Tuesday, September 3, 2013

Reading 1 : Walter Benjamin

Reading 1 : 
"The Work of Art in the Mechanical Age of Reproduction"


Have this read and your questions posted to blog
by next Tuesday before class! There will be audio
and visuals (PowerPoint, video) to help our discussion
that I will bring.

You only need two critical response questions.

Example of sets of questions with 
this particular reading-

[Example Set 1]

1. In Section III, Walter Benjamin discusses our desire for reproduced art. Is our desire to "get hold of an object" and bring it closer "spatially and humanly"  symptomatic of our modern society or is it inherent in us as human beings? Would ancient artistic cultures have collected on the same scale as modern people if they had had the means?

2. Benjamin states "The greater the decrease in the social significance of an art form, the sharper the distinction between criticism and enjoyment by the public." Does his thesis hold true today with art produced for the masses? What are some examples?

[Example Set 2]

1. Silent film actors had lost their voice for the sake of the new film technology. It was like they were just showcasing the new technology and not being artists. However, looking back on silent films we now see them as art. How is something that once "lacked" art transformed into art?

2. In the piece by Walter Benjamin, it is stated that "While facing the camera he knows that ultimately he will face the public... During the shooting he has as little contact with it as any article made in a factory. This may contribute to that oppression, that new anxiety which according to Pirandello "grips the actor before the camera." What is the difference between the "new anxiety" that a film actor experiences as opposed to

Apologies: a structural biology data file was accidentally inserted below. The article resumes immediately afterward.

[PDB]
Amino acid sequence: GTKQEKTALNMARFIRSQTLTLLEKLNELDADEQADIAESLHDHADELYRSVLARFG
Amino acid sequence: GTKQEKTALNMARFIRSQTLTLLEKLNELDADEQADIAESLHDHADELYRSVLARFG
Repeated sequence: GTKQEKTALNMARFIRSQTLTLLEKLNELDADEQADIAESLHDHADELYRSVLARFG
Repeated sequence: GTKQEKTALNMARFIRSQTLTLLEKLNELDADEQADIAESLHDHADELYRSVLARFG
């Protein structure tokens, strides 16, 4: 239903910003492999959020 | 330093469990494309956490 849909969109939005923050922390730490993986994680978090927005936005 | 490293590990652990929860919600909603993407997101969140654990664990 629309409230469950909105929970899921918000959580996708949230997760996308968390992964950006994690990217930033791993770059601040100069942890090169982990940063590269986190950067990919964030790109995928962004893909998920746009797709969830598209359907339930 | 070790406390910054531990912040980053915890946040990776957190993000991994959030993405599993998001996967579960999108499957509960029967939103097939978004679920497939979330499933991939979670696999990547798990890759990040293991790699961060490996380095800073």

anxiety felt by all other types of artists and performers?

1 comment:

  1. 1. In section II of the reading, the author writes of reproduction being the cause for the decay of the power and importance of the original. I have seen great critics of many art mediums show images of Rothko paintings, (photos and reproductions) in an educational setting to give example of the work, only to later say that no reproduction could capture the subtleties, or the brilliance of the originals. The originals still hold this mysterious power, but the reproductions serve as an example to those who haven't been fortunate enough to travel to the gallery where the originals remain. Is this decay? or a Teaser? Furthermore, the originals, no matter how well kept, are literally and physically decaying in real time...How can reproduction or photography be cause for decay, when they are the only things preserving them in real time? The only things exposing the world to truly historical masterpieces?

    2. In section VIII of the reading, the author compares and contrasts film with stage performed plays. There is mention of the lack of interaction with an audience in a film, whereas, in a play, the actors can freely interact with the audience to make them feel like a part of the production. Film is spoken of negatively in this context. Without the audience left to interpret the performance, but simply being along for the ride...is that not a more pure form of the artist's expression?